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I just received a great comment regarding my recent article on valuing Microsoft (MSFT). The reader noticed that I only used $9 billion in net cash to determine the intrinsic value of Microsoft shares. However, that $9 billion in net cash only included cash and equivalents. It did not include short-term investments, and Microsoft has a significant amount of short-term investments.

In fact, Microsoft’s balance sheet has over $22.7 billion in short-term investments listed in the most recent 10-Q. For the most part, those short-term investments are the equivalent of cash since they are primarily invested in fixed income securities that are investment grade and easily sold for cash. Taking these short-term investments into consideration, I really should have determined that net cash for Microsoft is currently $31.8 billion.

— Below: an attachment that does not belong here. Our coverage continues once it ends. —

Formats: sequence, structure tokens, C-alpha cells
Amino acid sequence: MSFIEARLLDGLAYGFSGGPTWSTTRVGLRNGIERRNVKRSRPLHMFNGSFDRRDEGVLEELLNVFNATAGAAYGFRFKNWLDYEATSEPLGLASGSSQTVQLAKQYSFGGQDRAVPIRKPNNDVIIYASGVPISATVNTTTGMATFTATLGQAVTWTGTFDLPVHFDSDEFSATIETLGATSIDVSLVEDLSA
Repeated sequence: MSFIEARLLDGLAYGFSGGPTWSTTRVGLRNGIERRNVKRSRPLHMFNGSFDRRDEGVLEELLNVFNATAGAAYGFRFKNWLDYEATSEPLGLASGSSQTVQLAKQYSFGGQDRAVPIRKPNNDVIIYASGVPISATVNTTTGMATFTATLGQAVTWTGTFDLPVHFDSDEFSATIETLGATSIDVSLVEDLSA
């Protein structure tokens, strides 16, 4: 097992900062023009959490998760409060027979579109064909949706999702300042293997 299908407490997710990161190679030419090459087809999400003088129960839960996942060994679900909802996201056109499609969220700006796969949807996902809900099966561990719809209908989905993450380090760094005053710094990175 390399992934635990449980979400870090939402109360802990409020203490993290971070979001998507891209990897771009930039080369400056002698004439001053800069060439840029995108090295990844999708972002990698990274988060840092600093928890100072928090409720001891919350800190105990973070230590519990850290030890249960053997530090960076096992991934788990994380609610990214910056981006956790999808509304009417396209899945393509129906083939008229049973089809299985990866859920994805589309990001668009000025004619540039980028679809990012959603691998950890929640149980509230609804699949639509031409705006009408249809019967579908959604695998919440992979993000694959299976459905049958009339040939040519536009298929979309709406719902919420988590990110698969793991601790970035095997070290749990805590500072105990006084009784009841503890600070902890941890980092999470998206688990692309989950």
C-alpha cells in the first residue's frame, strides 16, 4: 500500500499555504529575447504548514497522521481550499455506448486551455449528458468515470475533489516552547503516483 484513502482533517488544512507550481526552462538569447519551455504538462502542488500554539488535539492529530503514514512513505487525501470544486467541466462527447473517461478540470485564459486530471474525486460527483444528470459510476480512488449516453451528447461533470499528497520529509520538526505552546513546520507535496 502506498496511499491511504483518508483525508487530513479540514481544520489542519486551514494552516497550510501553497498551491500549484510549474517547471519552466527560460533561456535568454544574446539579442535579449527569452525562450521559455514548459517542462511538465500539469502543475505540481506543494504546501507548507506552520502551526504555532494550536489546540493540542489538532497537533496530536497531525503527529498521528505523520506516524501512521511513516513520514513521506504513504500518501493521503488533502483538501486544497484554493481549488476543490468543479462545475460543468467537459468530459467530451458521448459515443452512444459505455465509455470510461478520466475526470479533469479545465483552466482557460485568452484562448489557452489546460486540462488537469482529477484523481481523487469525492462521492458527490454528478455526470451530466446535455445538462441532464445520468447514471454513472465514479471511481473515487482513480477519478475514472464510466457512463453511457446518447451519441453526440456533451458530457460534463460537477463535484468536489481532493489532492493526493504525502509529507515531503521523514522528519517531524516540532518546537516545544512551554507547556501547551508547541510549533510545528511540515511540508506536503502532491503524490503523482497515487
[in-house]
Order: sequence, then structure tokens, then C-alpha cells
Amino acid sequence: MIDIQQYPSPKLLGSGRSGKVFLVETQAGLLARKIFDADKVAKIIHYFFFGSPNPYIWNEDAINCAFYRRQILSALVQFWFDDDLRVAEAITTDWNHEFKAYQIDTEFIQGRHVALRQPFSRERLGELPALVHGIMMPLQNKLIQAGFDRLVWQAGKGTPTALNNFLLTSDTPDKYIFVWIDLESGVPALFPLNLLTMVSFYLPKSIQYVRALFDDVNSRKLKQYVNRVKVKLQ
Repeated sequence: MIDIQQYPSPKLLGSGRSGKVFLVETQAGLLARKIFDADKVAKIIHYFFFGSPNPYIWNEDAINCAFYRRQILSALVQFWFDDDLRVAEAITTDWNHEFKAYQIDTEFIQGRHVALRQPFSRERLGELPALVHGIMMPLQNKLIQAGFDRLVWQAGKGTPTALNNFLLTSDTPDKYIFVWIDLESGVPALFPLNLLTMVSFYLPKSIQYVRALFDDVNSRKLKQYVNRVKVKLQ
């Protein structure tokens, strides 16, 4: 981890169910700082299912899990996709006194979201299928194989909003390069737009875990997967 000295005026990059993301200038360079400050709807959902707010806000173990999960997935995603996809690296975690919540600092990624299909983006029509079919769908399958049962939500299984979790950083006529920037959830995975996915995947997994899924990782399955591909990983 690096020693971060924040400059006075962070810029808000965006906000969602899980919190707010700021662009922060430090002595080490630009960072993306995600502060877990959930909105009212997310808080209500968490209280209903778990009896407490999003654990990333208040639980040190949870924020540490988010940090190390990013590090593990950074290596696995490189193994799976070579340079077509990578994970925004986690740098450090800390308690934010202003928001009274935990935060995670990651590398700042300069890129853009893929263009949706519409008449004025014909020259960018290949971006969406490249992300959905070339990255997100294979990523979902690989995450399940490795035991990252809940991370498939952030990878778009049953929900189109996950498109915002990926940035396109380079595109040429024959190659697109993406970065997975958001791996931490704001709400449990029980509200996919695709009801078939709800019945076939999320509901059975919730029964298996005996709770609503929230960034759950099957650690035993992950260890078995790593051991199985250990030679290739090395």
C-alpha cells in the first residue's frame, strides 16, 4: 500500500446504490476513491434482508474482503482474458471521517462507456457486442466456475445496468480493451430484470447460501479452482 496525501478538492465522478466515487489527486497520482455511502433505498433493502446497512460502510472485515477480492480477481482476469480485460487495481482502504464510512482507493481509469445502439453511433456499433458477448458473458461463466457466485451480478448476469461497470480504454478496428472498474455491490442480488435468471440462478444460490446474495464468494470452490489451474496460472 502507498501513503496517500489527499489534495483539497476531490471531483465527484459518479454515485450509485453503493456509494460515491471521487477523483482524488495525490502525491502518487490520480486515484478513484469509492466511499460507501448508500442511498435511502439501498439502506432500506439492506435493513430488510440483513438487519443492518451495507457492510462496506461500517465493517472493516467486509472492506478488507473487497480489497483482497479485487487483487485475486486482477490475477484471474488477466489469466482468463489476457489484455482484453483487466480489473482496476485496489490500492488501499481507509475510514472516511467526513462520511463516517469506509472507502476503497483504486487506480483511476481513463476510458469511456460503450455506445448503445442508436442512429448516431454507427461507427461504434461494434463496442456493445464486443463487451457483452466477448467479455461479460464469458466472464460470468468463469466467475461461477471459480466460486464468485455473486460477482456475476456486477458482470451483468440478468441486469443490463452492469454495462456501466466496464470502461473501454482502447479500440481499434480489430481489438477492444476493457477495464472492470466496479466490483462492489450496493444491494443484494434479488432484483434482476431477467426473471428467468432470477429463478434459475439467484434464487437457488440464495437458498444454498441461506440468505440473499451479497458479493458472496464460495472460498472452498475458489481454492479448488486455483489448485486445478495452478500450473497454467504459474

Using $31.8 billion in cash instead of $9.1 billion, my intrinsic value estimate rises to $27.39 per share versus my initial estimate of $25. I knew something was amiss with my original estimate, but I did not see the omission until I received the comment about net cash.

[Receiving comments on one’s investment analysis is one of the great benefits of posting research online for other to review and provide comment. I’m amazed at how often I receive insightful comments on my posts. Just look at the great discussion occurring on my original Microsoft Price Watch post. This is also one of the reason why I have shared my Fat Pitch Finder Spreadsheet.]

Full Disclosure: I own shares of Microsoft.

MSFT 1-yr chart:

MSFT 1-yr chart

Source: Microsoft's Intrinsic Value Is Even Greater Than I Thought